Jeremiah talked about the remnant that would be saved in the context of Babylon’s destruction. He said, “Therefore thus saith the LORD of hosts, the God of Israel; Behold, I will punish the king of Babylon and his land, as I have punished the king of Assyria. And I will bring Israel again to his habitation, and he shall feed on Carmel and Bashan, and his soul shall be satisfied upon mount Ephraim and Gilead. In those days, and in that time, saith the LORD, the iniquity of Israel shall be sought for, and there shall be none;  and the sins of Judah, and they shall not be found: for I will pardon them whom I reserve” (Jeremiah 50:18-20).

The release of the remnant from captivity was based on a special one-time act of God that enabled the people to be forgiven without any atonement sacrifice. The Hebrew word translated pardon in Jeremiah 50:20, calach indicated a divine restoration of an offender into favor (5545). The reason this was necessary was because God could not bless anyone that had not been forgiven of all his sins. In essence, everyone that returned to the Promised Land after they were released from captivity had their slates wiped clean. There was no record of them ever committing a sin. It was the same as if they had been born again.

The Chaldeans

The Chaldeans were a nomadic people that settled in Southern Mesopotamia around 1000 B.C. These people became the nucleus of Nebuchadnezzar’s Babylonian empire. It says in Genesis 11:28 that Abraham’s brother “Haran died before his father Terah in the land of his nativity, in Ur of the Chaldees.” The LORD instructed Abraham to leave his country and to separate himself from his relatives. At that time, the post-Babel nations were considered to be the extent of civilization, so basically Abraham was being told to go out into unknown territory and start a new civilization, one that would worship the true, living God. The LORD told Abraham, “I will make thee a great nation, and I will bless thee, and make they name great; and thou shalt be a blessing” (Genesis 12:2).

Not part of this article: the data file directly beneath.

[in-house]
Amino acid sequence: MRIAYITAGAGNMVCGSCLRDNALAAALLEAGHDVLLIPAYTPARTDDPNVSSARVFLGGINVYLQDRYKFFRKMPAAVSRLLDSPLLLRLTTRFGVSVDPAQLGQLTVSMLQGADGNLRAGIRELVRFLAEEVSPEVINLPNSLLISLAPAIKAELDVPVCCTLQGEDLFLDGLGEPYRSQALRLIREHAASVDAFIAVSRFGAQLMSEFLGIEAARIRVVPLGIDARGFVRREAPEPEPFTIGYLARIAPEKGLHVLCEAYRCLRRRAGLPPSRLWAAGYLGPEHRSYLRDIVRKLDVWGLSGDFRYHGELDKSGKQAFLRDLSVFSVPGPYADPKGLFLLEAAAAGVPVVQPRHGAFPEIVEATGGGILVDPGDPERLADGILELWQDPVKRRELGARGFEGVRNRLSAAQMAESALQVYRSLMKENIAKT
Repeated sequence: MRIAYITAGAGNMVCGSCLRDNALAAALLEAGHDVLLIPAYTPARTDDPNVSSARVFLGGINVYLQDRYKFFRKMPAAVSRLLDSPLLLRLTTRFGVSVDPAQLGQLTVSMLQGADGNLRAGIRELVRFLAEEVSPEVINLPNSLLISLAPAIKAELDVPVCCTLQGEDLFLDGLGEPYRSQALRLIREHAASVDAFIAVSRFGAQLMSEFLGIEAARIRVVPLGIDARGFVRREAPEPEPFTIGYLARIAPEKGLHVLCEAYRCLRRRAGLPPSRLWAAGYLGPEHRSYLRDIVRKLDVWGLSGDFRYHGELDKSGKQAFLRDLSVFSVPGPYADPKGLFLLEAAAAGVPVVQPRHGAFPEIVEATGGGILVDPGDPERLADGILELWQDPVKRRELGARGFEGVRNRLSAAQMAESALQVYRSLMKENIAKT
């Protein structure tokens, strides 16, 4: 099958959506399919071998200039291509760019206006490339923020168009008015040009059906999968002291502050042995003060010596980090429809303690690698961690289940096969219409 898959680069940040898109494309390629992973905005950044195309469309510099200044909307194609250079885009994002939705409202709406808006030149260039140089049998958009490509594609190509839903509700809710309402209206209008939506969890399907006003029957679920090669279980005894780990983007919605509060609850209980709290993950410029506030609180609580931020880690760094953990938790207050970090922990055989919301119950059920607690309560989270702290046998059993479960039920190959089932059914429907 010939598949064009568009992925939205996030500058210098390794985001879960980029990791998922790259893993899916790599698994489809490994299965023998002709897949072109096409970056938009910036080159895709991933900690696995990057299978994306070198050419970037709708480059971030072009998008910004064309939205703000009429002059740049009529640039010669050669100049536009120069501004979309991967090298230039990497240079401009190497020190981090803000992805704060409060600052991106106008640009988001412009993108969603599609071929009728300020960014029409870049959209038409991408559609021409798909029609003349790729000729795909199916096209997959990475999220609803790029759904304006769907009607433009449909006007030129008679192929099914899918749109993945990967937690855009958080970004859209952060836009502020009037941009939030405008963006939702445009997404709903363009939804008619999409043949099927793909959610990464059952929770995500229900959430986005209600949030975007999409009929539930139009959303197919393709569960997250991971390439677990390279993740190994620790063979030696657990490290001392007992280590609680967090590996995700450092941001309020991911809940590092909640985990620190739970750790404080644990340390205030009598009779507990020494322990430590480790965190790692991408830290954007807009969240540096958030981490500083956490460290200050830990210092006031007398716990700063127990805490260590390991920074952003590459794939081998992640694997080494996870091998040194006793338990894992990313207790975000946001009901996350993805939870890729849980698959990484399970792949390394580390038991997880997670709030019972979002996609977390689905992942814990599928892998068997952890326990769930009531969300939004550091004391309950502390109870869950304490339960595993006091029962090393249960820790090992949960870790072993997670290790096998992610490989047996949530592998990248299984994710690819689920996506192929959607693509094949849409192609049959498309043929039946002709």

Approximately 1300 years after Abraham left Ur of the Chaldees, what was left of the nation that was built by his descendants, Judah was about to be destroyed by the Chaldeans, a.k.a. Abraham’s own relatives. According to God’s promise, this made absolutely no sense. Why would God take Abraham from his homeland, build a nation from his descendants, and then let it be destroyed by the people Abraham had left behind? Even though Abraham had left his country, he had not left behind the ways of his people. In spite of Abraham’s faith in God, his descendants continued to practice idolatry. Jeremiah prophecy against the Babylonians stated:

The word that the LORD spoke against Babylon and against the land of the Chaldeans by Jeremiah the prophet. Declare ye among the nations, and publish, and set up a standard; publish and conceal not: say Babylon is taken, Bel is confounded, Merodach is broken in pieces; her idols are confounded, her images are broken in pieces. (Jeremiah 50:1-2)

God intended to publicly disgrace the gods of the Babylonians. It could probably be said that at the time of Nebuchadnezzar’s reign, Babylon was considered to be the idolatry capital of the world. The practice of worshipping idols was deeply rooted in the Chaldean and Babylonian cultures. The reason God’s people were taken into captivity by the Chaldeans may have been because God wanted the Israelites to see him destroy their false deities.

Jeremiah predicted about the fall of Babylon, “For out of the north there cometh up a nation against her, which shall make her land desolate, and not shall swell therein: they shall remove, they shall depart, both man and beast” (Jeremiah 50:3). God’s motive for destroying Babylon was vengeance. Jeremiah declared, “And Chaldea shall be a spoil…because ye were glad, because ye rejoiced, o ye destroyers of mine heritage…her foundations are fallen, her walls are thrown down: for it is the vengeance of the LORD: take vengeance upon her: as she hath done do unto her” (Jeremiah 50:10-11,15).